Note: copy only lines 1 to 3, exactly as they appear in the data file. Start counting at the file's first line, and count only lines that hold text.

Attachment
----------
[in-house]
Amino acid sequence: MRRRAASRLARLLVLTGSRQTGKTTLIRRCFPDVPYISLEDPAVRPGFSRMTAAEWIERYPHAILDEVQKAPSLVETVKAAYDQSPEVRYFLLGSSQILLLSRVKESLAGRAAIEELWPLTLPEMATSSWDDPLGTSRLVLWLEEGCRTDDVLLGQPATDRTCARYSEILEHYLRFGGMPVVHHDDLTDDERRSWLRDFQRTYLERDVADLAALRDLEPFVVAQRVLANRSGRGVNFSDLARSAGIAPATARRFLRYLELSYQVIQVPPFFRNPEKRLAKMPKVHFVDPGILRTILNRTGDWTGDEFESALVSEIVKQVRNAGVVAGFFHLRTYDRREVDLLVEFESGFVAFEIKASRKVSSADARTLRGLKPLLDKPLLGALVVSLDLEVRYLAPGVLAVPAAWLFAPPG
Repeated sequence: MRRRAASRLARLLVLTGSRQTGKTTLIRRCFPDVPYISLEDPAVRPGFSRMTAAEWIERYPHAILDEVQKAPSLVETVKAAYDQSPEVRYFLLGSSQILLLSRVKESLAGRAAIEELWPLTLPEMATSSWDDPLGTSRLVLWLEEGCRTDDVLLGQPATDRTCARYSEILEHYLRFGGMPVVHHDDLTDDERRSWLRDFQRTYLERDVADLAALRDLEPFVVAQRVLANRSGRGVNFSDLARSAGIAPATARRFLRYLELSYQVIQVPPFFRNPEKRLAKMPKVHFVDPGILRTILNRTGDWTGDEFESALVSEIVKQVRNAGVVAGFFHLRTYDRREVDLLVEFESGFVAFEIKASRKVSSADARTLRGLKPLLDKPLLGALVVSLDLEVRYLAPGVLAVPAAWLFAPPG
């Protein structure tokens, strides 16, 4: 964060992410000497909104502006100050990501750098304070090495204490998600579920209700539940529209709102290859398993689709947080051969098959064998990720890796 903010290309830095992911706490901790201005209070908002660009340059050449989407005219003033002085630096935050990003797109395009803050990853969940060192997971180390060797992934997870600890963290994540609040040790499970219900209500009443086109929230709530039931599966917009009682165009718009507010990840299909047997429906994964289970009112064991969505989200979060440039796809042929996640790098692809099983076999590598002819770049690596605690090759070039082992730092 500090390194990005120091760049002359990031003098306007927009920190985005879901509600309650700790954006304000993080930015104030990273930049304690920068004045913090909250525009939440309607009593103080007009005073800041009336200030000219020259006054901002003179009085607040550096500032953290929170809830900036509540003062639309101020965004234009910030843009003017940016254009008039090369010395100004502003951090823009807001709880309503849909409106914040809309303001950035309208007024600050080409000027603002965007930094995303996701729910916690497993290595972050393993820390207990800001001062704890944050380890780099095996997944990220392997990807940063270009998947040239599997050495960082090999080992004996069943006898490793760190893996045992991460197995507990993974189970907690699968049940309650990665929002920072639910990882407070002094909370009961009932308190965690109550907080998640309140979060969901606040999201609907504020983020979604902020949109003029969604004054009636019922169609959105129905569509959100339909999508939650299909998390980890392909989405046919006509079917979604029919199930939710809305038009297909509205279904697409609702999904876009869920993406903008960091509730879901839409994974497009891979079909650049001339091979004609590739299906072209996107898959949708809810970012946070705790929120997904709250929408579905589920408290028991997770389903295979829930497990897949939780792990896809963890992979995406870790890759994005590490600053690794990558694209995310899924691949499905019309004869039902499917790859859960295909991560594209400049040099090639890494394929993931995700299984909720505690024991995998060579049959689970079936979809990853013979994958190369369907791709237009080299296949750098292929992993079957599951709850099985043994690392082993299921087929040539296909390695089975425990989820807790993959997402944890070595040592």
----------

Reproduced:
[in-house]
Amino acid sequence: MRRRAASRLARLLVLTGSRQTGKTTLIRRCFPDVPYISLEDPAVRPGFSRMTAAEWIERYPHAILDEVQKAPSLVETVKAAYDQSPEVRYFLLGSSQILLLSRVKESLAGRAAIEELWPLTLPEMATSSWDDPLGTSRLVLWLEEGCRTDDVLLGQPATDRTCARYSEILEHYLRFGGMPVVHHDDLTDDERRSWLRDFQRTYLERDVADLAALRDLEPFVVAQRVLANRSGRGVNFSDLARSAGIAPATARRFLRYLELSYQVIQVPPFFRNPEKRLAKMPKVHFVDPGILRTILNRTGDWTGDEFESALVSEIVKQVRNAGVVAGFFHLRTYDRREVDLLVEFESGFVAFEIKASRKVSSADARTLRGLKPLLDKPLLGALVVSLDLEVRYLAPGVLAVPAAWLFAPPG
Repeated sequence: MRRRAASRLARLLVLTGSRQTGKTTLIRRCFPDVPYISLEDPAVRPGFSRMTAAEWIERYPHAILDEVQKAPSLVETVKAAYDQSPEVRYFLLGSSQILLLSRVKESLAGRAAIEELWPLTLPEMATSSWDDPLGTSRLVLWLEEGCRTDDVLLGQPATDRTCARYSEILEHYLRFGGMPVVHHDDLTDDERRSWLRDFQRTYLERDVADLAALRDLEPFVVAQRVLANRSGRGVNFSDLARSAGIAPATARRFLRYLELSYQVIQVPPFFRNPEKRLAKMPKVHFVDPGILRTILNRTGDWTGDEFESALVSEIVKQVRNAGVVAGFFHLRTYDRREVDLLVEFESGFVAFEIKASRKVSSADARTLRGLKPLLDKPLLGALVVSLDLEVRYLAPGVLAVPAAWLFAPPG